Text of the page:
This is a re-publication of the article:
Torben Holck Kolding: ‘Horneman’, in: Meddelelser fra Thorvaldsens Museum (Communications from the Thorvaldsens Museum) p. 1994, p. 94-102.
For a presentation of the article in its original appearance in Danish, please see this facsimile scan.
At his death in 1802 Jens Juel left a vacuum in portrait art that was not completely filled until about the middle of the 1820s when Eckersberg and C. A. Jensen began their careers as pastellists. In the meantime the gap was to some extent filled by a number of minor painters. One of the best of these was Christian Horneman, who as a pastellist continued a tradition deriving from Jens Juel into the first decades of the 19th century. He is the best pastellist of the period. His artistic kinship with Jens Juel is evident, but his portrait style is often more emotional and romantic, at times almost dramatic. In such works one can sense that during his travels in Southern Europe he had made the acquaintance of Angelica Kaufmann’s art and of the two Tischbeins, Wilhelm and Joh. Friedrich August. Also Heinrich Füger, whom he met in Austria, influenced his pastels, especially, perhaps, in his drawing technique.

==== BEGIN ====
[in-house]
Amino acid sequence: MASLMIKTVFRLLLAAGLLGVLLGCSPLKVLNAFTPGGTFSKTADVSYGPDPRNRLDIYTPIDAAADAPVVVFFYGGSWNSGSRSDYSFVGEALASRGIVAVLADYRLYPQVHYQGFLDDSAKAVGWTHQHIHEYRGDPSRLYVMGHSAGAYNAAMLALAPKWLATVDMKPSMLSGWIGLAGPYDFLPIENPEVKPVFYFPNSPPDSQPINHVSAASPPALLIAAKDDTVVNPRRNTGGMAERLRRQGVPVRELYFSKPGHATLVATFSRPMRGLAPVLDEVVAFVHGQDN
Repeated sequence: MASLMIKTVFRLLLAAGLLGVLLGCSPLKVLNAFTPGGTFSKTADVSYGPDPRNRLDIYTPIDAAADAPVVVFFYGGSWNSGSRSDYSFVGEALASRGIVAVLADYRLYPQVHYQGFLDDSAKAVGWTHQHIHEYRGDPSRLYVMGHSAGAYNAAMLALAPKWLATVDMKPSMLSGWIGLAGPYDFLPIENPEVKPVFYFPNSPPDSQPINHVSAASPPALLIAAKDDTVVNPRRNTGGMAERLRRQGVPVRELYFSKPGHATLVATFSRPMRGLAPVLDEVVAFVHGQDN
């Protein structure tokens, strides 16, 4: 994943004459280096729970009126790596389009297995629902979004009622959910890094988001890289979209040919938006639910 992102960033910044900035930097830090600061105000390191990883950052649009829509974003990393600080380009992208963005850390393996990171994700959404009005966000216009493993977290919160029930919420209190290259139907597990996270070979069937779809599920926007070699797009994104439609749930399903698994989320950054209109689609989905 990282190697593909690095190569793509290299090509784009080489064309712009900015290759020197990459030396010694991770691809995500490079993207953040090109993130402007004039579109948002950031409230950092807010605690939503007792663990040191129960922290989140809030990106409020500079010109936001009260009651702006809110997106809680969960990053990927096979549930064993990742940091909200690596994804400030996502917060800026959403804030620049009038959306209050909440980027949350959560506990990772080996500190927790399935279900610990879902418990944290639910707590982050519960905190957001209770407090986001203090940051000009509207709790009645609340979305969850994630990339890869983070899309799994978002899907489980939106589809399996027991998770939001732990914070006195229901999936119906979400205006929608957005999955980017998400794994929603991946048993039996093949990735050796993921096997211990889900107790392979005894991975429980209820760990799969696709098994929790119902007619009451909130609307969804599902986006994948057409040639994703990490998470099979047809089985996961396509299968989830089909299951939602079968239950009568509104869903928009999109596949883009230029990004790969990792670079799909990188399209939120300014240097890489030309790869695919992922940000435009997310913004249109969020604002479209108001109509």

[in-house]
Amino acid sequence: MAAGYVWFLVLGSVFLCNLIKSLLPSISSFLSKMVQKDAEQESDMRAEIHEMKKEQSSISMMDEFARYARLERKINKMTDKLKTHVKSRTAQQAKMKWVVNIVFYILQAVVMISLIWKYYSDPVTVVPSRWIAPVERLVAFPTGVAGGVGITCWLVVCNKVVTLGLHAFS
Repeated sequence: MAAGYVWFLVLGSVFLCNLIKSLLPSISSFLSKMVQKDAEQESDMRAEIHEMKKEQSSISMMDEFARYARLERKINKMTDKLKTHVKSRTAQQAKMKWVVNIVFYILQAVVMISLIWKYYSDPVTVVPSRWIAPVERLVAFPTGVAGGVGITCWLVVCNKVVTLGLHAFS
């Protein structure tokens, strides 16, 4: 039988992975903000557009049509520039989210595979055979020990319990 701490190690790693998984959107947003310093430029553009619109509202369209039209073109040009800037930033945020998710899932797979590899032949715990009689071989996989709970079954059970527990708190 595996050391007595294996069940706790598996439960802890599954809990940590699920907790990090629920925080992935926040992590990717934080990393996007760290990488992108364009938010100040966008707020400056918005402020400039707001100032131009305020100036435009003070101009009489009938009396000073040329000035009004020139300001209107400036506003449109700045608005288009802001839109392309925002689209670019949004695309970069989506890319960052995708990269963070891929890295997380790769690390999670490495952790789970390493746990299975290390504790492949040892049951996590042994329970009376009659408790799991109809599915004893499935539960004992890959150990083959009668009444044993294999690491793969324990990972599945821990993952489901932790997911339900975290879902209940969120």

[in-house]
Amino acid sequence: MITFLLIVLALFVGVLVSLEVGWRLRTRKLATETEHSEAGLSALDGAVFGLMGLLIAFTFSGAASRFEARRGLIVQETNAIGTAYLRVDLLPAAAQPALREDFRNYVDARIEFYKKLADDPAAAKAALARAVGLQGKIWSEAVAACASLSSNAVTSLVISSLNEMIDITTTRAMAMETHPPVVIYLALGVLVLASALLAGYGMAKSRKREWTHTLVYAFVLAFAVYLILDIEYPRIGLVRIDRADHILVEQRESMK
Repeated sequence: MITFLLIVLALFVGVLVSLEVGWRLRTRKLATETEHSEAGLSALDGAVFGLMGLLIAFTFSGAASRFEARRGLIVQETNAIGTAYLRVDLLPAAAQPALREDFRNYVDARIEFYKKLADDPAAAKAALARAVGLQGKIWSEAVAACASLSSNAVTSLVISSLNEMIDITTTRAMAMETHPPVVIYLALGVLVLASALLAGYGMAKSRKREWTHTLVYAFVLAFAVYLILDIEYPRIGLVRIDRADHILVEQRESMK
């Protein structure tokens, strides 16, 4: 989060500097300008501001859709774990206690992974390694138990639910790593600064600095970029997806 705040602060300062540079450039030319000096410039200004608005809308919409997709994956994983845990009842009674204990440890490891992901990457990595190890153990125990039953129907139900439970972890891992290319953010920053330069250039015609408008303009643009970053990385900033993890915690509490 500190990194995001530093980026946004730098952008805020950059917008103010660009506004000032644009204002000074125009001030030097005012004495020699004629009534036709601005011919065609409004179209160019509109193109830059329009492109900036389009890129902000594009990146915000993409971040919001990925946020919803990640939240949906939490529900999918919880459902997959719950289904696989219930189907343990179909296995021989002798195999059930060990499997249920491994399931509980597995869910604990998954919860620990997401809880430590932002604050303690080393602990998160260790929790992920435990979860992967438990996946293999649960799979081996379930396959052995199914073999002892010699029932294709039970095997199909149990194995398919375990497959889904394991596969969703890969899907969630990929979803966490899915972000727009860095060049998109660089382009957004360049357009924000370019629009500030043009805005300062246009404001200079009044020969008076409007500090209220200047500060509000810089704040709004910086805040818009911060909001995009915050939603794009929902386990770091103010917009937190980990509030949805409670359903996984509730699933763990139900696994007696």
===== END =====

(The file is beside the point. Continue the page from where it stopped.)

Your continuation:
Horneman’s earliest known dated pastel is from 1806 and depicts Princess Louise Charlotte (Jægerspris). Among his best pastels are the portrait at Rosenborg of the future Christian VIII, painted in 1810, which the sitter himself was particularly fond of, a portrait of Jens Baggesen (University Library, Kiel), executed in 1813-14, and his Self-Portrait (Frederiksborg) from 1815. Of the latter Horneman wrote: “My intention of painting in pastel with the same force as in oil has succeeded completely.”
In 1824 he wrote in a letter to Thorvaldsen that he had acquired a worrisome rival in C. A. Jensen. Horneman’s life became plagued by personal griefs and failing health, and at the end of the 1820s he ceased his artistic production almost entirely.
Last updated 11.05.2017